One way to invest in Lower-For-Longer, from an equity perspective, is being long U.S. REITS (VNQ). The highly anticipated Non-Farm Payrolls report came and went Friday, and it was largely a non-event. The change in non-farm payrolls was +223K vs. consensus estimates of +228K for April. Considering last month’s report was a bomb (revised to 85K from 126K), April had an easy comp. Our thesis on interest rates remains lower-for-longer, but that view is being tested in the short-term.

ITB

iShares U.S. Home Construction ETF (ITB) is a great way to play our long housing call. It was a relatively light data week for housing with weekly mortgage application data and the March employment report offering incremental updates on the current state of housing demand.  On the market side, interest rate volatility remained a concern for the public homebuilders but one we believe remains shorter-term in nature absent another expedited, step function increase in interest rates. We think the rate related pressure will be largely transient unless we see a further back-up in mortgage rates on the order of +50-100bps from here – a potentiality we would not view as probable at this point. On the fundamental side, the drumbeat of improvement remains ongoing.

TLT

The U.S. dollar has gone on a big reversal since the Fed’s March 18th meeting. Since the meeting, the dollar has moved lower and rates higher. This short-term move in rates has caused confusion with respect to our lower for longer call. Put simply, we have been wrong on the direction of our four macro tickers in the newsletter. A continuation of this trend will force us to re-evaluate the longer term call.

Three for the Road

TWEET OF THE DAY

The Macro Show, Live @ 8:30AM ET https://app.hedgeye.com/insights/44089-the-macro-show-live-with-keith-mccullough-today-8-30am-et… via @hedgeye

@KeithMcCullough

QUOTE OF THE DAY

The trouble with not having a goal is that you can spend your life running up and down the field and never score.

Bill Copeland

STAT OF THE DAY

Americans paid over $44 billion more in taxes during this year's filing than they did in 2014, according to the Congressional Budget Office. Meanwhile, income-tax refunds stayed relatively flat, at $202 billion.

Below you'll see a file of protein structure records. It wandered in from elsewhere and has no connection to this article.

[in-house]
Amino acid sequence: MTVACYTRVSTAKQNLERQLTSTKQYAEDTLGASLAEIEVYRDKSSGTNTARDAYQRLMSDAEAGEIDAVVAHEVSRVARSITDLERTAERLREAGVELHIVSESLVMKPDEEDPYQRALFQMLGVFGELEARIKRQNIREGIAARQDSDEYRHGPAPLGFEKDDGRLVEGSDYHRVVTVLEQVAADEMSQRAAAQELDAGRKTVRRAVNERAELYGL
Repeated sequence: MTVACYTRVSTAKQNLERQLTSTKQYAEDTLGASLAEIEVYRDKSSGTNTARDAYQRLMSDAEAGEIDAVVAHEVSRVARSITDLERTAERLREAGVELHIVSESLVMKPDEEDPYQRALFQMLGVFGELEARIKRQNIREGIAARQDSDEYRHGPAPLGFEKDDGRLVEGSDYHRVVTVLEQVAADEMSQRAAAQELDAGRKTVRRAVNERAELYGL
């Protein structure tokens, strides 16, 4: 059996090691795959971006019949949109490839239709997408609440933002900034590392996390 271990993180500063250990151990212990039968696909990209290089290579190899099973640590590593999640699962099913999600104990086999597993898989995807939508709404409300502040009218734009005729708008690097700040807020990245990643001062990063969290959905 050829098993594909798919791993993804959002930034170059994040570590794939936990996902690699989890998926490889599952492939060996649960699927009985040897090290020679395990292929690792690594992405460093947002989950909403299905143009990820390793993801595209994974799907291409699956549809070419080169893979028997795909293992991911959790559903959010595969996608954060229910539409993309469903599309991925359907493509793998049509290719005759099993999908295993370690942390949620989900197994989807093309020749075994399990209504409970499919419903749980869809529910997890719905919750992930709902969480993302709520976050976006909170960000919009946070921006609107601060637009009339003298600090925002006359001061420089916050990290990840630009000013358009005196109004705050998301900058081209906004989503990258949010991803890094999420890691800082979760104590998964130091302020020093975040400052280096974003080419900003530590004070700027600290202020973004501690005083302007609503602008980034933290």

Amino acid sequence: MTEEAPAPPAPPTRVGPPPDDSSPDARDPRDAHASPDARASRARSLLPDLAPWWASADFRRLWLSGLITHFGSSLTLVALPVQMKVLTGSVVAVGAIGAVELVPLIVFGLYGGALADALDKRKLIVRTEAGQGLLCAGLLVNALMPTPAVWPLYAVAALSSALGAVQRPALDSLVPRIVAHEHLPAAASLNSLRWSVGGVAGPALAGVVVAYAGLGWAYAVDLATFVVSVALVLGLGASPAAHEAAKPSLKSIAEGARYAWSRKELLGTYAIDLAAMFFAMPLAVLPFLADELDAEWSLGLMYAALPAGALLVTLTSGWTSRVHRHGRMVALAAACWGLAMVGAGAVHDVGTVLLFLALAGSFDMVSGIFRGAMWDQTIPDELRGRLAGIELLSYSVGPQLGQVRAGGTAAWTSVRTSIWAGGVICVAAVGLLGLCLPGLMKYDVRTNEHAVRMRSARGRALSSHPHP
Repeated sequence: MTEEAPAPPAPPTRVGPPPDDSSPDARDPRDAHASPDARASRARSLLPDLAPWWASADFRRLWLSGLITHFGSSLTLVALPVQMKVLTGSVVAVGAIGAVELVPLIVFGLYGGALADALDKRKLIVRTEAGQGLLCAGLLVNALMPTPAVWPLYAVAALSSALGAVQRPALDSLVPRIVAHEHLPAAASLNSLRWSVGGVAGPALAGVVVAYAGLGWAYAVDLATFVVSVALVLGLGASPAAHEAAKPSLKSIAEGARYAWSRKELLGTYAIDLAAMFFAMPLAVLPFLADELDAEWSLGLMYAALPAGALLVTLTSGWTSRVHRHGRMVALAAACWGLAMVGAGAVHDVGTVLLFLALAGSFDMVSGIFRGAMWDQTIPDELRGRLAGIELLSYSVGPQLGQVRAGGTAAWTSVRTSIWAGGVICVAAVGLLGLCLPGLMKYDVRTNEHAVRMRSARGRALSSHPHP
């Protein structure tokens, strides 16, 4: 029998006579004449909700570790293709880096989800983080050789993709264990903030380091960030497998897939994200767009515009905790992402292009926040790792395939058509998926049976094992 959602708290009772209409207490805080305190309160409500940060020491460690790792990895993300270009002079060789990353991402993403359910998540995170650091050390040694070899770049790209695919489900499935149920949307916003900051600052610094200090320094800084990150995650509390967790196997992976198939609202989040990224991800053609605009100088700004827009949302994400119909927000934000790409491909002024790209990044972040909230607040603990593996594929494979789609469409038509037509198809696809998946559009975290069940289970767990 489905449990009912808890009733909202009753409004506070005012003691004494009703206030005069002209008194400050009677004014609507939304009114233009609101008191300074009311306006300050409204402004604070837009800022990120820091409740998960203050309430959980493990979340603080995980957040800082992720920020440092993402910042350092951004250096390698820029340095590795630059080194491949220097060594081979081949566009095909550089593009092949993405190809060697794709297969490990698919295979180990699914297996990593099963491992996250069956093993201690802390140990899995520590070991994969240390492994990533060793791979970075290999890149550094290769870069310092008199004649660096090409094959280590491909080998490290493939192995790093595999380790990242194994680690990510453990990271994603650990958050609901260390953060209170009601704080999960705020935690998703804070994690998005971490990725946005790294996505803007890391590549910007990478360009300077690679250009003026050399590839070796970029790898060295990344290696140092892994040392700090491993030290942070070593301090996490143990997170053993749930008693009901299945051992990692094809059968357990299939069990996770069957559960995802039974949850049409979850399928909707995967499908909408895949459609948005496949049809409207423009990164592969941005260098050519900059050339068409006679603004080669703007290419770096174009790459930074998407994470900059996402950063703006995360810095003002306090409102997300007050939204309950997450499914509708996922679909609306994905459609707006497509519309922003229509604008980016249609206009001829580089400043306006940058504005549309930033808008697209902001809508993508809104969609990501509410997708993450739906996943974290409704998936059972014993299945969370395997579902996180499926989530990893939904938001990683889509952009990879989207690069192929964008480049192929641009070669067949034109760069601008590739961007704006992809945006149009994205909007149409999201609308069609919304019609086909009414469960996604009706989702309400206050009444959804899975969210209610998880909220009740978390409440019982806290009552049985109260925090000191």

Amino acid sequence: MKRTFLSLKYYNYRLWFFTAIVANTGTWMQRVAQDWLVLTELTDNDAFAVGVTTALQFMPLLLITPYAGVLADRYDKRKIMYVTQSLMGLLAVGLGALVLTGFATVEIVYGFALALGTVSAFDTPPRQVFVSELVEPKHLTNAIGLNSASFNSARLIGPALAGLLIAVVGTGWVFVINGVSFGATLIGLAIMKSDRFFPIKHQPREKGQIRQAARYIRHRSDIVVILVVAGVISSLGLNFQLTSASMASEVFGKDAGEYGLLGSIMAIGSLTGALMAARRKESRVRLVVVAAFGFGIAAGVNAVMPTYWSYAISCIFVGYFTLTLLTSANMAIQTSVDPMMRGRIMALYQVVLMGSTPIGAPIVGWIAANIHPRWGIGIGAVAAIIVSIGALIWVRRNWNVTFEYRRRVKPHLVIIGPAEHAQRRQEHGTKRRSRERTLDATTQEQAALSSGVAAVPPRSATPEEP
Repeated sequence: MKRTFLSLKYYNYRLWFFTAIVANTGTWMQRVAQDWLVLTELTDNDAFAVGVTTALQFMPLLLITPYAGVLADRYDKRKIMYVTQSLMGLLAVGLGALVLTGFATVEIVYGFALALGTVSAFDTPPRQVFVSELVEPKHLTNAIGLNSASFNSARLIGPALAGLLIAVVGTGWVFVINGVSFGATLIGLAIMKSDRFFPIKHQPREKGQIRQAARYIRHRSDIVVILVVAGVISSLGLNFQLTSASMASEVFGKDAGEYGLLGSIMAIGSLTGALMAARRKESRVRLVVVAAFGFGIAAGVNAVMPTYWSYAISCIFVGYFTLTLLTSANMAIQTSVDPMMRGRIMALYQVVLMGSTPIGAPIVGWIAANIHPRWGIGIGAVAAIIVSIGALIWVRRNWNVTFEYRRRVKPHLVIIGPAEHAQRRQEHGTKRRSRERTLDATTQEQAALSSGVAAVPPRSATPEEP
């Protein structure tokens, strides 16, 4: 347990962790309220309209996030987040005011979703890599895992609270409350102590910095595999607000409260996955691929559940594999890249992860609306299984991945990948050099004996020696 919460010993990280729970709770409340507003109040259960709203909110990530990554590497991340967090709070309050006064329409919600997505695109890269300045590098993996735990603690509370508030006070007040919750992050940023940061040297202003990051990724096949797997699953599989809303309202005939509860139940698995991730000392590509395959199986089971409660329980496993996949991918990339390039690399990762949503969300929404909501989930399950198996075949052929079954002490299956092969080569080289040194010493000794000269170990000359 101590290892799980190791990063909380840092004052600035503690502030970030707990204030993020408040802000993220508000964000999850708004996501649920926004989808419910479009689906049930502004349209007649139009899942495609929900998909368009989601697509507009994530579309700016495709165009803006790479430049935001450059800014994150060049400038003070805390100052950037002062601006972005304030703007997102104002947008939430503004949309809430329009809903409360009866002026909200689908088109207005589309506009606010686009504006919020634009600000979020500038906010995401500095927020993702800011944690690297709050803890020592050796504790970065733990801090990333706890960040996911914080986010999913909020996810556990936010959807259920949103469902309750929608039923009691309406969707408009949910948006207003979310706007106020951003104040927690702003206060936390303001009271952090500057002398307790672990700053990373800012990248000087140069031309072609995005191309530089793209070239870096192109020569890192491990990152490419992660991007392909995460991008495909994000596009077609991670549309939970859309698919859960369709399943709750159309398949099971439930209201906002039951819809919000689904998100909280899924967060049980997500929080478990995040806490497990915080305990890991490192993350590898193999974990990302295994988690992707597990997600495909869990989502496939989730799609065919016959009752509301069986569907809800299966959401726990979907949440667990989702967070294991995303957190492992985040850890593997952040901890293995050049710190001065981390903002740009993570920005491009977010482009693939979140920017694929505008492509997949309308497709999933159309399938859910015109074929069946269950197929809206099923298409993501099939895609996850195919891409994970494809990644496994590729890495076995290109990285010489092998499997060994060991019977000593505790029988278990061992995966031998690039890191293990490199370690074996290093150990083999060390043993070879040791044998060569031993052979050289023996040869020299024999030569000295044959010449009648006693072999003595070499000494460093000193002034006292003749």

Confusion's Masterpiece

This note was originally published at 8am on April 30, 2015 for Hedgeye subscribers.

“Confusion now hath made his masterpiece!”

-William Shakespeare

 

Oh boy, are macro markets confused by the collision of central plans now!

 

Shakespeare fans will remember the aforementioned quote from Act II (Scene 3) of Macbeth. It’s a great metaphor to use in answering the question I get from most long-term risk managers: “How does this all end?

 

While it would be reckless to predict precisely how it ends, I have a pretty good idea how the beginning of the end looks – confusing. Confusion in the timing of central planning breeds contempt. And that perpetuates volatility which, in due course, crushes confidence.

Confusion's Masterpiece - Card house cartoon 12.03.2014

 

Back to the Global Macro Grind

 

How confident are you in explaining how rates can ramp to the top-end of their respective ranges as the US Dollar goes straight down? In rate of change terms, German Bund Yields doubled in 48 hours! Irrespective of what the Fed said, did that have anything to do with the US move in rates? Big time.

 

Was the rates move linked to the currency and commodity move (Down Dollar = Up Oil, Energy Stocks)? I don’t think so. The FX (foreign currency) market move and Global Rates moves went in the opposite direction of what most correlation models would have predicted. #Fun? Not.